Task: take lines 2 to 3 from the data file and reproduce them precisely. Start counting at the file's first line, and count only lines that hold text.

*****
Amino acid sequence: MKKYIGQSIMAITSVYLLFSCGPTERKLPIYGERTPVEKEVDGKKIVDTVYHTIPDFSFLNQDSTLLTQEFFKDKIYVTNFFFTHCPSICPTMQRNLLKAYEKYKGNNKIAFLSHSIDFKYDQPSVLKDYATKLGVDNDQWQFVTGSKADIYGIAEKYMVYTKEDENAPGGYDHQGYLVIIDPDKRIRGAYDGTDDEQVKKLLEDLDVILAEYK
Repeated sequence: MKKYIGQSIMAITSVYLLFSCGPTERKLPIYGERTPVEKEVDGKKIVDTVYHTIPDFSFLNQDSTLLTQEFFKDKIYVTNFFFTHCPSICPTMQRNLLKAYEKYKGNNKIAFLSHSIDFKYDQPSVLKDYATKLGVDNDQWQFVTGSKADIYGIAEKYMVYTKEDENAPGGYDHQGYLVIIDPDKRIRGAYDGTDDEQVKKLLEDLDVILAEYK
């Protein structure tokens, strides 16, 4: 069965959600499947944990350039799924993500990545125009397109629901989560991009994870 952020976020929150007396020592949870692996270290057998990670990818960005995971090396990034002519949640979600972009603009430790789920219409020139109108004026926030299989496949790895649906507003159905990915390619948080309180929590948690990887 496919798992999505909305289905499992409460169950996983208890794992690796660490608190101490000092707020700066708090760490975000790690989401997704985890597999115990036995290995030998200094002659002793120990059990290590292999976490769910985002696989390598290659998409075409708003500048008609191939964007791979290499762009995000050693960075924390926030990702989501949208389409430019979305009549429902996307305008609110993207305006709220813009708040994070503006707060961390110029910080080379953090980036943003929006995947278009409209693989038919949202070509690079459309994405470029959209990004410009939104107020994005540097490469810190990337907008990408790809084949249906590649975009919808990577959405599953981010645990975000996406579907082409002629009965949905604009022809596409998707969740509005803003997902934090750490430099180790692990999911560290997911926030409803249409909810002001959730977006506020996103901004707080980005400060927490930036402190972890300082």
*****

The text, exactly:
Repeated sequence: MKKYIGQSIMAITSVYLLFSCGPTERKLPIYGERTPVEKEVDGKKIVDTVYHTIPDFSFLNQDSTLLTQEFFKDKIYVTNFFFTHCPSICPTMQRNLLKAYEKYKGNNKIAFLSHSIDFKYDQPSVLKDYATKLGVDNDQWQFVTGSKADIYGIAEKYMVYTKEDENAPGGYDHQGYLVIIDPDKRIRGAYDGTDDEQVKKLLEDLDVILAEYK
């Protein structure tokens, strides 16, 4: 069965959600499947944990350039799924993500990545125009397109629901989560991009994870 952020976020929150007396020592949870692996270290057998990670990818960005995971090396990034002519949640979600972009603009430790789920219409020139109108004026926030299989496949790895649906507003159905990915390619948080309180929590948690990887 496919798992999505909305289905499992409460169950996983208890794992690796660490608190101490000092707020700066708090760490975000790690989401997704985890597999115990036995290995030998200094002659002793120990059990290590292999976490769910985002696989390598290659998409075409708003500048008609191939964007791979290499762009995000050693960075924390926030990702989501949208389409430019979305009549429902996307305008609110993207305006709220813009708040994070503006707060961390110029910080080379953090980036943003929006995947278009409209693989038919949202070509690079459309994405470029959209990004410009939104107020994005540097490469810190990337907008990408790809084949249906590649975009919808990577959405599953981010645990975000996406579907082409002629009965949905604009022809596409998707969740509005803003997902934090750490430099180790692990999911560290997911926030409803249409909810002001959730977006506020996103901004707080980005400060927490930036402190972890300082």